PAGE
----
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heinke 11-26-2018 10:55 PM

Modern-day Miura: seeking buck making information
If you're not already familiar with my Miura project, the build diary is here: Modern-day Miura

For this project, I'm having a 3D model created for the body design and then having the model sliced into jig/buck stations. I will get the cutting instructions and then have the jig/buck stations water jet cut. I've already engaged professional help with the above but there's a set of answers/information I need to provide to the person doing the modeling work.

Let me state up front, I've done a fair amount of metal shaping but have yet to make a full blown buck. I'm hoping to learn from you all that have experience with buck making so I can avoid rookie mistakes :eek:

My initial questions are:
  1. What material (e.g. plywood, MDF, masonite, etc.) that can be water jet cut is best to use for making a buck?
  2. What is the best material thickness for buck stations?
  3. What is best spacing for buck stations?
  4. Should all buck stations be spaced the same or are there areas where buck stations should be closer/farther apart?
  5. What other considerations should I pass along for inclusion in the buck station design/definition?

I have a choice of either making the buck free standing or making it to sit on the chassis. A free standing buck sounds simpler to me but there might be advantages to using the chassis as a buck foundation. Is one of these approaches more advantageous? What are the considerations of going free standing or on chassis?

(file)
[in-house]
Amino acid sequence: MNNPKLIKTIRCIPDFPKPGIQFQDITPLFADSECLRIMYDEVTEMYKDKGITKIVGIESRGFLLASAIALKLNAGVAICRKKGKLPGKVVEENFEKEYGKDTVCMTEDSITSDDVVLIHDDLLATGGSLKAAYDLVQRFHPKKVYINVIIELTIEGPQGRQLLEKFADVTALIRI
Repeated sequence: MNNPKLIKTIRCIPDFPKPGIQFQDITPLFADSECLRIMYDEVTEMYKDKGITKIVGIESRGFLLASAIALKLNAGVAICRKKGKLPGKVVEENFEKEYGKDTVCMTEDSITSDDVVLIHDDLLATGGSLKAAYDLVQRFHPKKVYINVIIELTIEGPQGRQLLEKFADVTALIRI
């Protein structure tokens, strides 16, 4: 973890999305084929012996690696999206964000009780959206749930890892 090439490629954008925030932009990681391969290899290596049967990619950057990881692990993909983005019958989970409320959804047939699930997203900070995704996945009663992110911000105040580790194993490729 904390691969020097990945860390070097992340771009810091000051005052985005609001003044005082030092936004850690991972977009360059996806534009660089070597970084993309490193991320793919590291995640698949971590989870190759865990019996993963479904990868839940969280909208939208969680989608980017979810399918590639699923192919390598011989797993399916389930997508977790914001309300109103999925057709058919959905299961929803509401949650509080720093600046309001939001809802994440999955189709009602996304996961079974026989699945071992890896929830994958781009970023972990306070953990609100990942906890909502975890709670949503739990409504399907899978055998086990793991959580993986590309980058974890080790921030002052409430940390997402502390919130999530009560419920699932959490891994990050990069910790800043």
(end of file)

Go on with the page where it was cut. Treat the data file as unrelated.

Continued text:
If freestanding, I've been thinking a multi-piece buck might work best. The Miura body is composed of a one piece flip-up front clip, a one piece flip-up rear clip, and the middle section. Making a separate buck for each of these sections seems logical to me. If done right the three could be joined together to form the whole car body buck. Has anyone made a buck like this? What are potential pitfalls with this approach?

Kerry Pinkerton 11-26-2018 11:11 PM

Joel, I can't answer any of your questions but applaud your decision to make a hard buck. I've wasted YEARS of work and rework because I did not take the time to make a hard buck which would have forced my panels to be symmetrical.

I love flexible shape patterns but without something to tell you HOW they fit to the next panel you can get out of symmetry in about half a heartbeat. Ask me how I know...:lol:

I'm at the point where I'm still not sure if I should continue on with work that I'm not happy with or bite the bullet, scan one side, have someone make it symmetrical, and get a buck made and start over. I'm not sure it wouldn't be faster even as far along as I appear to be.

Good luck. Your project is going to be awesome.

Marc Bourget 11-28-2018 10:45 AM

Isn't it RockHillWill that posted a series of hard bucks from European shops and/or museums? Check those threads?

Kerry Pinkerton 11-28-2018 11:42 AM

No, it's Bill Longyard that has posted all the photos from his travels while researching his books.

heinke 11-30-2018 04:54 PM

Still need buck building information
So I now have confirmation that using a buck aids the metal shaping process (thanks Kerry). What I don't have yet is input from those who've done this before. If that's you, please share your knowledge.

In addition to the questions in the initial thread post, I'd like advice on best tool for cutting buck stations. At first, I was thinking water jet because I'd heard that mentioned a couple of times. In poking around the last few days, I've also seen CNC Router mentioned. Does anyone have experience that would help to say which of these is the better tool/process?